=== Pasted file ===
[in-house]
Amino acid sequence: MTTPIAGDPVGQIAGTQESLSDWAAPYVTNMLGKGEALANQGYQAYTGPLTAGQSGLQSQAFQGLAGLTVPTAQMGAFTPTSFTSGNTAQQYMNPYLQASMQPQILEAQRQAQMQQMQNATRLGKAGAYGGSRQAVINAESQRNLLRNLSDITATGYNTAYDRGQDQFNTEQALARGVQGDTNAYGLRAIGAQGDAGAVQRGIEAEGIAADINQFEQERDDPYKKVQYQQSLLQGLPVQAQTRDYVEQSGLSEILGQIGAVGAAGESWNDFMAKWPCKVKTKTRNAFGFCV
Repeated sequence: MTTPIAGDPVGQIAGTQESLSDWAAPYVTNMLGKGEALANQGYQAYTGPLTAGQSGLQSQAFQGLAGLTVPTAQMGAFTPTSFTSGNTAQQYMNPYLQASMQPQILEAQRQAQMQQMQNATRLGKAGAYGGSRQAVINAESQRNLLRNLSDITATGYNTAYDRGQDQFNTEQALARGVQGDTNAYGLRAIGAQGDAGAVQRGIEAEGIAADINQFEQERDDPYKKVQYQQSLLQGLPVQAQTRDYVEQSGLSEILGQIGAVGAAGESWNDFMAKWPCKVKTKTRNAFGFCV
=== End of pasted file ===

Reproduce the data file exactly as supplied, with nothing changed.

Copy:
[in-house]
Amino acid sequence: MTTPIAGDPVGQIAGTQESLSDWAAPYVTNMLGKGEALANQGYQAYTGPLTAGQSGLQSQAFQGLAGLTVPTAQMGAFTPTSFTSGNTAQQYMNPYLQASMQPQILEAQRQAQMQQMQNATRLGKAGAYGGSRQAVINAESQRNLLRNLSDITATGYNTAYDRGQDQFNTEQALARGVQGDTNAYGLRAIGAQGDAGAVQRGIEAEGIAADINQFEQERDDPYKKVQYQQSLLQGLPVQAQTRDYVEQSGLSEILGQIGAVGAAGESWNDFMAKWPCKVKTKTRNAFGFCV
Repeated sequence: MTTPIAGDPVGQIAGTQESLSDWAAPYVTNMLGKGEALANQGYQAYTGPLTAGQSGLQSQAFQGLAGLTVPTAQMGAFTPTSFTSGNTAQQYMNPYLQASMQPQILEAQRQAQMQQMQNATRLGKAGAYGGSRQAVINAESQRNLLRNLSDITATGYNTAYDRGQDQFNTEQALARGVQGDTNAYGLRAIGAQGDAGAVQRGIEAEGIAADINQFEQERDDPYKKVQYQQSLLQGLPVQAQTRDYVEQSGLSEILGQIGAVGAAGESWNDFMAKWPCKVKTKTRNAFGFCV